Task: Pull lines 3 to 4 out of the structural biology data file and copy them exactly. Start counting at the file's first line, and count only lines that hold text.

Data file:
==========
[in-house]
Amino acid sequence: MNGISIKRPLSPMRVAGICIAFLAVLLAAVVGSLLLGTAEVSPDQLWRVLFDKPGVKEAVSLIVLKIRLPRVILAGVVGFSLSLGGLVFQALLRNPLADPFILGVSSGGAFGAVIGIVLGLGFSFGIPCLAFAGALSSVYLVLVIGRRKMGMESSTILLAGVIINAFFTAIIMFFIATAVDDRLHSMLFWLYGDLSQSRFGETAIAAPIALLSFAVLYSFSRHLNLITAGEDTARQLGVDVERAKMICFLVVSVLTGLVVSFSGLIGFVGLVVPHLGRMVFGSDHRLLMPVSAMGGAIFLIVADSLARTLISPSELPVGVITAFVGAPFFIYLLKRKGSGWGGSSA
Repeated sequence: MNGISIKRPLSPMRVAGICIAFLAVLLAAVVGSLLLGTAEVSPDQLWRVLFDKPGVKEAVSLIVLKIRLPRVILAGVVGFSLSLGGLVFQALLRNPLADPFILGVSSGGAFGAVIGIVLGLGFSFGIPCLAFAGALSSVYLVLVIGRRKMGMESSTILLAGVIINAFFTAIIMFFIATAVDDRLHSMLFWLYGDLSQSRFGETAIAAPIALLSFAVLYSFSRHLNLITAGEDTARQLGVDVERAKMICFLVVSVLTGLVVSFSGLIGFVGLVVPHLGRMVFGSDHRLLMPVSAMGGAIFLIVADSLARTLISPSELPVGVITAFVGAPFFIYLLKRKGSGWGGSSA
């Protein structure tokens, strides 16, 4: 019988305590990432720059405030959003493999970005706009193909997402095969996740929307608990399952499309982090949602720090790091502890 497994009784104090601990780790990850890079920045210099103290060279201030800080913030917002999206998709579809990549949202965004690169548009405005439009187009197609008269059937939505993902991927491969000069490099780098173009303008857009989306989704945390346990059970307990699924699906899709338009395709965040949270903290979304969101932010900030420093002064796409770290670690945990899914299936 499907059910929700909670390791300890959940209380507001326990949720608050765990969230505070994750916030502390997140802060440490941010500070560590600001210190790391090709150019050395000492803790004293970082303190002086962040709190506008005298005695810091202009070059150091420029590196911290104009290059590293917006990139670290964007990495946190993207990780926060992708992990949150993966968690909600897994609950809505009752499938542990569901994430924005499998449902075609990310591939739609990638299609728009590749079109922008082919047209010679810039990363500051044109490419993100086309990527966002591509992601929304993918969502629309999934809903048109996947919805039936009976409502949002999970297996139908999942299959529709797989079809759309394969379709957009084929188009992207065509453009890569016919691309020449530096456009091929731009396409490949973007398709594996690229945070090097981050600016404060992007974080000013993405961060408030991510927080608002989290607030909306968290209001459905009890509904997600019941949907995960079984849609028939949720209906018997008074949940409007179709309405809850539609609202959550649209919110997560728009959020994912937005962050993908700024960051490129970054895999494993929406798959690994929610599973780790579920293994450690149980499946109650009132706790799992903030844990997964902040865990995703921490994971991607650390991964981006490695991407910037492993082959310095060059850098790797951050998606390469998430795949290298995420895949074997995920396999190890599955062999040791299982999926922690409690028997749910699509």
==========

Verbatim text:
Repeated sequence: MNGISIKRPLSPMRVAGICIAFLAVLLAAVVGSLLLGTAEVSPDQLWRVLFDKPGVKEAVSLIVLKIRLPRVILAGVVGFSLSLGGLVFQALLRNPLADPFILGVSSGGAFGAVIGIVLGLGFSFGIPCLAFAGALSSVYLVLVIGRRKMGMESSTILLAGVIINAFFTAIIMFFIATAVDDRLHSMLFWLYGDLSQSRFGETAIAAPIALLSFAVLYSFSRHLNLITAGEDTARQLGVDVERAKMICFLVVSVLTGLVVSFSGLIGFVGLVVPHLGRMVFGSDHRLLMPVSAMGGAIFLIVADSLARTLISPSELPVGVITAFVGAPFFIYLLKRKGSGWGGSSA
């Protein structure tokens, strides 16, 4: 019988305590990432720059405030959003493999970005706009193909997402095969996740929307608990399952499309982090949602720090790091502890 497994009784104090601990780790990850890079920045210099103290060279201030800080913030917002999206998709579809990549949202965004690169548009405005439009187009197609008269059937939505993902991927491969000069490099780098173009303008857009989306989704945390346990059970307990699924699906899709338009395709965040949270903290979304969101932010900030420093002064796409770290670690945990899914299936 499907059910929700909670390791300890959940209380507001326990949720608050765990969230505070994750916030502390997140802060440490941010500070560590600001210190790391090709150019050395000492803790004293970082303190002086962040709190506008005298005695810091202009070059150091420029590196911290104009290059590293917006990139670290964007990495946190993207990780926060992708992990949150993966968690909600897994609950809505009752499938542990569901994430924005499998449902075609990310591939739609990638299609728009590749079109922008082919047209010679810039990363500051044109490419993100086309990527966002591509992601929304993918969502629309999934809903048109996947919805039936009976409502949002999970297996139908999942299959529709797989079809759309394969379709957009084929188009992207065509453009890569016919691309020449530096456009091929731009396409490949973007398709594996690229945070090097981050600016404060992007974080000013993405961060408030991510927080608002989290607030909306968290209001459905009890509904997600019941949907995960079984849609028939949720209906018997008074949940409007179709309405809850539609609202959550649209919110997560728009959020994912937005962050993908700024960051490129970054895999494993929406798959690994929610599973780790579920293994450690149980499946109650009132706790799992903030844990997964902040865990995703921490994971991607650390991964981006490695991407910037492993082959310095060059850098790797951050998606390469998430795949290298995420895949074997995920396999190890599955062999040791299982999926922690409690028997749910699509």